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Relocation

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Lula B x

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How a Homeschool Schedule Works for Us (Sometimes)

how a homeschool schedule works for us (sometimes) at navigating by joy homeschool blog

We started puppy training classes this week with Harvey, our four month old cavalier spaniel/bischon frise cross. The classes are on a Wednesday morning and take out (for the next few weeks) one of the six half-days we actually spend at home.  Of course all of us, not just Harvey, are learning at the classes, but it is putting a bit of a squeeze on our week!

The solution, it occurred to me, was a schedule! (Colour-coded, naturally.) Don’t you just love the beautiful dance between structure and free-wheeling that is homeschooling?!  At the start of September (all those many – er, weeks – ago) I happily shared with a good homeschooling friend that we were taking a fairly autonomous approach this term.  She said that her family were doing the opposite, and had begun the new school year with a very structured timetable.  At the time we laughed, and said we’d each probably be doing the opposite before too long.  And so here I am, colour-coded schedule proudly in hand. 😀

I wrote a few weeks ago about how we’ve been using the big rocks time management system to prioritise project-based learning around the good maths and English habits we already have in place, and that’s still working well as a guiding principle. But recently my left-brain had begun to get a bit antsy about how weeks were slipping by without Cordie doing any copywork or dictation, and then she decided to try a new approach to learning maths, which was great but required a bit more planning …  and my free-wheeling right-brain decided it was time to take a back seat for a while.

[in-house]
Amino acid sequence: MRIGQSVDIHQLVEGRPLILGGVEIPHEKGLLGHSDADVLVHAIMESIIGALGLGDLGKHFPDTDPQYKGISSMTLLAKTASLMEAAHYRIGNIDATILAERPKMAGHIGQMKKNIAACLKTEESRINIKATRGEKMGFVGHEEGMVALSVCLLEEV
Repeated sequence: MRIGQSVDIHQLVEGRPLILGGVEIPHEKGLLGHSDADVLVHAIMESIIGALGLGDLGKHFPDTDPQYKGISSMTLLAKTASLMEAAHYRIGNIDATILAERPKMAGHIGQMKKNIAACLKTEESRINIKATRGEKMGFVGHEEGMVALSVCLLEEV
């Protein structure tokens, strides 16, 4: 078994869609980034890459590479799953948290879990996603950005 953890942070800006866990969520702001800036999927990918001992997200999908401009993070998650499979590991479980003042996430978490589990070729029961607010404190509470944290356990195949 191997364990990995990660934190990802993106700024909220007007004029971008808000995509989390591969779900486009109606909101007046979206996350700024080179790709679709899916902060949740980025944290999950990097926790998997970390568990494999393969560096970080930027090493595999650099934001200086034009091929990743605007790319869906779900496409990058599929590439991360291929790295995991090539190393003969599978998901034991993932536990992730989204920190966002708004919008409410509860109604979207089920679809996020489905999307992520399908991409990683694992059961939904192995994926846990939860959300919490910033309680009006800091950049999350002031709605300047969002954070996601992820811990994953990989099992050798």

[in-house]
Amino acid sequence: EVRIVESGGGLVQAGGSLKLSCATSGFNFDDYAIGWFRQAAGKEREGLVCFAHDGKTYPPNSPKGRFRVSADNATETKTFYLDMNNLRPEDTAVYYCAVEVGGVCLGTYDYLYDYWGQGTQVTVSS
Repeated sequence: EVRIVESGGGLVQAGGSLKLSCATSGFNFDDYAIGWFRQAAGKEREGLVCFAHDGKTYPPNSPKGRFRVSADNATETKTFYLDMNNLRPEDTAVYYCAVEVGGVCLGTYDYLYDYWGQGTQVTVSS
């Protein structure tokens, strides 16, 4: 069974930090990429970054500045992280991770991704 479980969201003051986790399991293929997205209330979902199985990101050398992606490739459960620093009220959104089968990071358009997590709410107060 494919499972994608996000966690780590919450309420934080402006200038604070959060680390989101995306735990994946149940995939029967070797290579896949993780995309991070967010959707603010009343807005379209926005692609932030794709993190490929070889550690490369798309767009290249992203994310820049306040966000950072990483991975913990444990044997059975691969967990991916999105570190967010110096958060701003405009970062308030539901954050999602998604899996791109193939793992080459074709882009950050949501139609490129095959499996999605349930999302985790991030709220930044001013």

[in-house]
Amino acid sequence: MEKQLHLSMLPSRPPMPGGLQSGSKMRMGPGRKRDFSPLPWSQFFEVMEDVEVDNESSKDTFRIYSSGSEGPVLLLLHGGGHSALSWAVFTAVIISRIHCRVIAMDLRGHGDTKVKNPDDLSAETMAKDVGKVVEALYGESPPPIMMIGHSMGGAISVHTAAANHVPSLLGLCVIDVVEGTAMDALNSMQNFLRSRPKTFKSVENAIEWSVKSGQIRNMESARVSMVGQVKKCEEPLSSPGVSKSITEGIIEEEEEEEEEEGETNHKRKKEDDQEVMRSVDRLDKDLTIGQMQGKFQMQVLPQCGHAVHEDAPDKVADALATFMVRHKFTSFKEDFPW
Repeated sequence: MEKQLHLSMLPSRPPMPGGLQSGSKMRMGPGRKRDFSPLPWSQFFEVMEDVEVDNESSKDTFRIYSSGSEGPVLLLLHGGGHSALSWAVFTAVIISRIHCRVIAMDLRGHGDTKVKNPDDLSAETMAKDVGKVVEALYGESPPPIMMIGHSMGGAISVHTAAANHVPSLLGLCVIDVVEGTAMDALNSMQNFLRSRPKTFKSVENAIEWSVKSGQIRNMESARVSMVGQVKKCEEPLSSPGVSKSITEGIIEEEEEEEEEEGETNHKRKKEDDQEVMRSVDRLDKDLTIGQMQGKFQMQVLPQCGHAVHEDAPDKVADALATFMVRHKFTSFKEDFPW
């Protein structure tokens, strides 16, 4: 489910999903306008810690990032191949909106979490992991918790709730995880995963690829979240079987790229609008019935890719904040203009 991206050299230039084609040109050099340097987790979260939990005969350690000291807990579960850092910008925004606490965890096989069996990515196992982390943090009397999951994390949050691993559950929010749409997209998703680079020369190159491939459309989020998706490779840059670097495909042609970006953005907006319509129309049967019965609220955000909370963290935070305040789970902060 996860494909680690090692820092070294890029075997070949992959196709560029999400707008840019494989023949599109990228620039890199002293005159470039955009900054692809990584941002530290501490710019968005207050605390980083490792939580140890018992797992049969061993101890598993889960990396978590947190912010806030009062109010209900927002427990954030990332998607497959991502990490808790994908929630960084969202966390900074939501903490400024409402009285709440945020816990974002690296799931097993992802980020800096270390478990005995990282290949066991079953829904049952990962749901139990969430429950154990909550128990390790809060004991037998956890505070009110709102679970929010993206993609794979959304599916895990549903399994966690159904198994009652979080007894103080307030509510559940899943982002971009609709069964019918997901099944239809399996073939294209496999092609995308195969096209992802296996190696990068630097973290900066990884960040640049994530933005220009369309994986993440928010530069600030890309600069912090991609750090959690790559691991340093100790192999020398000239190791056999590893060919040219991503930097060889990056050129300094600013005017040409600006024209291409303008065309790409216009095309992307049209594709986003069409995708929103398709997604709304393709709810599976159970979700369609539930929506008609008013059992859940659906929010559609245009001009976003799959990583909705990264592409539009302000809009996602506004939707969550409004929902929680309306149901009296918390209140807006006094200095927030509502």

And guess what? Just like when I move around the furniture to the exact same position it was in 6 months earlier and declare joyfully that it looks “So Much Better!” – we’re getting so much done!

On Thursdays we only have until 1130am at home, but by the time we left the house this morning we had done a stack of English and  maths, Cordie had had her project time, the children had enjoyed plenty of time playing in the garden, and we’d even done some history notebooking and had the paints out making Anglo-Saxon coins!

anglo_saxon_coins_

Here’s how a schedule works best for us:

In short bursts. Once it’s helped us find our groove, I’ll happily let the schedule itself  fall by the wayside.  It’s served its purpose.  “Tools, not rules” as my friend Sarah and I say. I can always create a new schedule when the need arises again. (And that colour-coding is so much fun :-D)

A schedule saves time spent arguing about “who goes first” with mummy in the morning. Even though both Cordie and Jasper enjoy their one on one time with me, tearing themselves away from their book/lego/trampoline and  getting around to actually starting is a different matter.

I see a schedule as a set of goals rather than a strict timetable. Although there are times written on our schedule, I rarely look at the clock. The timetable just serves as a rough guide to who does what next.  There’s plenty of leeway for following rabbit-trails and spending a whole afternoon doing  projects or partnership writing a long story if the mood takes us (right brain satisfied), but the timetable helps me remember what else I’d like us to cover in a week (happy left brain).  Win win. 🙂